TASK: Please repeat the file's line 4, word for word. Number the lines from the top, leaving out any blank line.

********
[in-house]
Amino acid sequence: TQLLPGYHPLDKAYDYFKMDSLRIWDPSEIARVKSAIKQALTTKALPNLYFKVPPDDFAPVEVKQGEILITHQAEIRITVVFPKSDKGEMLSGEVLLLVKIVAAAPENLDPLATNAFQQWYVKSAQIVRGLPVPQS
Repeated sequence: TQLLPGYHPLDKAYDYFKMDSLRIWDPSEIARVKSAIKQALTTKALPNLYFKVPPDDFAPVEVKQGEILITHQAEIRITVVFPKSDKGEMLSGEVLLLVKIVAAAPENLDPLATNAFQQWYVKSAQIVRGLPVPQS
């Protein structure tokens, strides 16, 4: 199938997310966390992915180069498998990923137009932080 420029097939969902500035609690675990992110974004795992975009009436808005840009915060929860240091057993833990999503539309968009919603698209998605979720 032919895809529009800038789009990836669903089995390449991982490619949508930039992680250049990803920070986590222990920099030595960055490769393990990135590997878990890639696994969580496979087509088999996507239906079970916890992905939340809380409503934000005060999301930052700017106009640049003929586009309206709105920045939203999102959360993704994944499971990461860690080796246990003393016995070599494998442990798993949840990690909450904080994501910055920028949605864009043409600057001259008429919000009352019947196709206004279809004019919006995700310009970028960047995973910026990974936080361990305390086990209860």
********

């Protein structure tokens, strides 16, 4: 199938997310966390992915180069498998990923137009932080 420029097939969902500035609690675990992110974004795992975009009436808005840009915060929860240091057993833990999503539309968009919603698209998605979720 032919895809529009800038789009990836669903089995390449991982490619949508930039992680250049990803920070986590222990920099030595960055490769393990990135590997878990890639696994969580496979087509088999996507239906079970916890992905939340809380409503934000005060999301930052700017106009640049003929586009309206709105920045939203999102959360993704994944499971990461860690080796246990003393016995070599494998442990798993949840990690909450904080994501910055920028949605864009043409600057001259008429919000009352019947196709206004279809004019919006995700310009970028960047995973910026990974936080361990305390086990209860």